The Canadian Association of Retired Persons (CARP) is providing strong recommendations to the Ontario Capital Markets Modernization Taskforce to better protect at-risk older investors ahead of proposed reforms.
Established in February 2020, the mandate of the task force and its five members is to guide the transformation of the regulatory landscape for capital markets and report directly to the finance minister on how to best protect Ontario investors.
Significant implications to investors all across the country
While the current focus of the work is on Ontario, there are significant implications to investors across Canada. The majority of financial institutions in the capital market sector are registered in Ontario, so any reforms will have a ripple effect across provincial and territorial lines, CARP said in a statement.
CARP’s recommendations on behalf of its 150,000 members in Ontario include:
binding arbitration powers and a higher compensation limit for the Ombudsman for Banking Services and Investments (OBSI);
compensation to harmed investors be made a top priority;
access to more mutual funds and savings-type investments through bank-owned discount brokers, and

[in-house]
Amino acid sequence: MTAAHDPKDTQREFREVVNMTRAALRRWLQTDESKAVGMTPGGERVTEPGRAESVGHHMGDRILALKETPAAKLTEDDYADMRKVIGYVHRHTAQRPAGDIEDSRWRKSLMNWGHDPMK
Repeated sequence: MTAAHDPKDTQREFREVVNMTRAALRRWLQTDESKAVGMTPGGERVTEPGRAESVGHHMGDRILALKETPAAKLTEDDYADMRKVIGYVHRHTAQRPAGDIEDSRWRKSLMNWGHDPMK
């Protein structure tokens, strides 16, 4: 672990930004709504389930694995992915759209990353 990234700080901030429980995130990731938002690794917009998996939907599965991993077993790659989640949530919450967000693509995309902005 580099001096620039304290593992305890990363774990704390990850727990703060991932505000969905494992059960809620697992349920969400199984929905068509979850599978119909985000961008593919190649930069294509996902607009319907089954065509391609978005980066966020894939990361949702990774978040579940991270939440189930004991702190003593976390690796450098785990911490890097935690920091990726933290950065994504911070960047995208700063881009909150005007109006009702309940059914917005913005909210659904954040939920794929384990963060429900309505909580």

targeted electronic notifications to ensure seniors do not miss key documents concerning their investments.
Seniors ‘routinely victimized’
“Seniors in Ontario are routinely victimized by their financial service providers and unfairly pay the price at a time when they rely on their investments to sustain their retirement,” said Bill VanGorder, CARP’s chief policy officer. “High fees, sub-optimal advice and an unwieldy complaints system put all older investors at serious risk.”
CARP supports the work of OBSI, but said few seniors use its services to seek compensation for wrongful losses. In 2019, for example, the Australian and United Kingdom Ombuds offices handled 138 and 77 investment complaints per million citizens respectively, with Ontario at 11 cases per million.
CARP believes that investor protection should be the main focus of capital markets regulation and that any proposed changes should be made through an “investor-friendly lens.”